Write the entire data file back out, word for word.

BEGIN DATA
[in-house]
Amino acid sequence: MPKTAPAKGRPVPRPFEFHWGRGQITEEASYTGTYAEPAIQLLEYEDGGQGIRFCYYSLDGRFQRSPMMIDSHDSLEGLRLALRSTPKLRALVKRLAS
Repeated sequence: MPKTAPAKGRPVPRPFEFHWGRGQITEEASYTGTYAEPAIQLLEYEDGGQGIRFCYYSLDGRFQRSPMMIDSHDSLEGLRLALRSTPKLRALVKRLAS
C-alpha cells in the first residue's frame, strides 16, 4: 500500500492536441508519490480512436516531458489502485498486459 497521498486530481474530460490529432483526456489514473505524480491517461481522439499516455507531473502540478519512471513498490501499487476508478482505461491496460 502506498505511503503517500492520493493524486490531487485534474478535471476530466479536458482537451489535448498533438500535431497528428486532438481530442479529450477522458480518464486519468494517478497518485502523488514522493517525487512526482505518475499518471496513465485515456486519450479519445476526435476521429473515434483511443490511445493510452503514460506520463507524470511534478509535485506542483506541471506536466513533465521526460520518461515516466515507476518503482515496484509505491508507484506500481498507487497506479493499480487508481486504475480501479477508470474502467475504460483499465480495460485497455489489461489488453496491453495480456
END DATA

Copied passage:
[in-house]
Amino acid sequence: MPKTAPAKGRPVPRPFEFHWGRGQITEEASYTGTYAEPAIQLLEYEDGGQGIRFCYYSLDGRFQRSPMMIDSHDSLEGLRLALRSTPKLRALVKRLAS
Repeated sequence: MPKTAPAKGRPVPRPFEFHWGRGQITEEASYTGTYAEPAIQLLEYEDGGQGIRFCYYSLDGRFQRSPMMIDSHDSLEGLRLALRSTPKLRALVKRLAS
C-alpha cells in the first residue's frame, strides 16, 4: 500500500492536441508519490480512436516531458489502485498486459 497521498486530481474530460490529432483526456489514473505524480491517461481522439499516455507531473502540478519512471513498490501499487476508478482505461491496460 502506498505511503503517500492520493493524486490531487485534474478535471476530466479536458482537451489535448498533438500535431497528428486532438481530442479529450477522458480518464486519468494517478497518485502523488514522493517525487512526482505518475499518471496513465485515456486519450479519445476526435476521429473515434483511443490511445493510452503514460506520463507524470511534478509535485506542483506541471506536466513533465521526460520518461515516466515507476518503482515496484509505491508507484506500481498507487497506479493499480487508481486504475480501479477508470474502467475504460483499465480495460485497455489489461489488453496491453495480456